And this situation right now is not a result of corruption, it's a result of capitalism. It's a direct consequence of the measures necessary - the fear, poverty and brutalisation - to keep structures of power in place. And when victims finally rise up, the establishment is left with no choice but to further vilify, to call protesters rioters, looters, and violent thugs as pretext for crushing rebellion. 

People - victims of oppression - will be imprisoned or shot, protests will be quelled, and the middle class will return to their cosy bubble. Maybe they will elect white supremacist Joe Biden next and tell themselves they did a good thing because he won't kick black people quite as hard as the other white supremacist.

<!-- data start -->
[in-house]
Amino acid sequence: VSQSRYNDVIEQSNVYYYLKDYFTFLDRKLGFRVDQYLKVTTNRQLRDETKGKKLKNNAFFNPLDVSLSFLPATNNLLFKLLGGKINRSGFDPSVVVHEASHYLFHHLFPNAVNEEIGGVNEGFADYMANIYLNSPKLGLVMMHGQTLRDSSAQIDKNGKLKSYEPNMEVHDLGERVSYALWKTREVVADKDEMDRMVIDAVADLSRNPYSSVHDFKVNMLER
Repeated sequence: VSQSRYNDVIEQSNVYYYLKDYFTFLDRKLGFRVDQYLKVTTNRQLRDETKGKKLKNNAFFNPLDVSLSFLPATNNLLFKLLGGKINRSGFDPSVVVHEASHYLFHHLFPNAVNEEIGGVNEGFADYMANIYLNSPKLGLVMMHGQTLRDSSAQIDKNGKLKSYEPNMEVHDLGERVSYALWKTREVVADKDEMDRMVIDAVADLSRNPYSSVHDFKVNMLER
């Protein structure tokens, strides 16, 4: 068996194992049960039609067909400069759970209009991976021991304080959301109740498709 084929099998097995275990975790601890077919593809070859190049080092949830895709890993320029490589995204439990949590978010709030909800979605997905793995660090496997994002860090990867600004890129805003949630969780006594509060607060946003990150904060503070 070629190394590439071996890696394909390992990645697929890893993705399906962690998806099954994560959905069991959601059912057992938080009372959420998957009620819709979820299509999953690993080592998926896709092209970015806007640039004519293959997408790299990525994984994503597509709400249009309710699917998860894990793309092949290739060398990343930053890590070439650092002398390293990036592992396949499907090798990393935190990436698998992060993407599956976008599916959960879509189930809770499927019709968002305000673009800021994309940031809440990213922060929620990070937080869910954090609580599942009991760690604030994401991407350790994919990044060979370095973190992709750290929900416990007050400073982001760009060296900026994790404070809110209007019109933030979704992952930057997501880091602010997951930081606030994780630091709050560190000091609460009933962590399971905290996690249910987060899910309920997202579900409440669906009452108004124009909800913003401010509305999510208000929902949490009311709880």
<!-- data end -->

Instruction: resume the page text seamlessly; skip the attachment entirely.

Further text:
Or maybe, just maybe we have reached breaking point, late stage capitalism, the point where the elite have become too greedy, the police too cruel for the comfortable to turn a blind eye.

As the husband of a black woman, the father of black kids, a member of the white working class who has faced marginalisation my whole life, but more importantly as a human being, I hope we can reach that point where the middle class stand with the working class and especially with black communities and immigrant communities and all marginalised minority groups and put a stop to this madness - because ultimately this is about more, so much more than black on white. And I say that in no way to diminish the black experience but to stand in solidarity with black communities and end the unfairness and brutality. 

This is not about black on white. It's about the 99% versus the 1% and so many white people need to understand this.